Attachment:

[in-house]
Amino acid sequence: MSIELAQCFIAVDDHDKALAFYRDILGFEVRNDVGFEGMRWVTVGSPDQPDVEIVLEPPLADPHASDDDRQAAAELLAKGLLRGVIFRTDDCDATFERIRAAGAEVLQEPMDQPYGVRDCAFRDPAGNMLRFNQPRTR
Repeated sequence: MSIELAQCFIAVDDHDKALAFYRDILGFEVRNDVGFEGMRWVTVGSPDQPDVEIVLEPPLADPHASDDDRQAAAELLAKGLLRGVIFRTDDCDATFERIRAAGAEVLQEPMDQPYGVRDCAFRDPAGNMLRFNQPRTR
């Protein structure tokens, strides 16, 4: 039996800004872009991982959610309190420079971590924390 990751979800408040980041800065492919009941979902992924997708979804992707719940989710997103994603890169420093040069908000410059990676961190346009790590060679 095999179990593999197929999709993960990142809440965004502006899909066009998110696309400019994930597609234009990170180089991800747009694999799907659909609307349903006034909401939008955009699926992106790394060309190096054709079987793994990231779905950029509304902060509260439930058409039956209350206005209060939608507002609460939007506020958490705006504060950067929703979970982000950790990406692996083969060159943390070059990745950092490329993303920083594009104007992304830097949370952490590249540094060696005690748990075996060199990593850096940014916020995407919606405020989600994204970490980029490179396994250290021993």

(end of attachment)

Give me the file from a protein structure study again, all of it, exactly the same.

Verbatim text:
[in-house]
Amino acid sequence: MSIELAQCFIAVDDHDKALAFYRDILGFEVRNDVGFEGMRWVTVGSPDQPDVEIVLEPPLADPHASDDDRQAAAELLAKGLLRGVIFRTDDCDATFERIRAAGAEVLQEPMDQPYGVRDCAFRDPAGNMLRFNQPRTR
Repeated sequence: MSIELAQCFIAVDDHDKALAFYRDILGFEVRNDVGFEGMRWVTVGSPDQPDVEIVLEPPLADPHASDDDRQAAAELLAKGLLRGVIFRTDDCDATFERIRAAGAEVLQEPMDQPYGVRDCAFRDPAGNMLRFNQPRTR
């Protein structure tokens, strides 16, 4: 039996800004872009991982959610309190420079971590924390 990751979800408040980041800065492919009941979902992924997708979804992707719940989710997103994603890169420093040069908000410059990676961190346009790590060679 095999179990593999197929999709993960990142809440965004502006899909066009998110696309400019994930597609234009990170180089991800747009694999799907659909609307349903006034909401939008955009699926992106790394060309190096054709079987793994990231779905950029509304902060509260439930058409039956209350206005209060939608507002609460939007506020958490705006504060950067929703979970982000950790990406692996083969060159943390070059990745950092490329993303920083594009104007992304830097949370952490590249540094060696005690748990075996060199990593850096940014916020995407919606405020989600994204970490980029490179396994250290021993």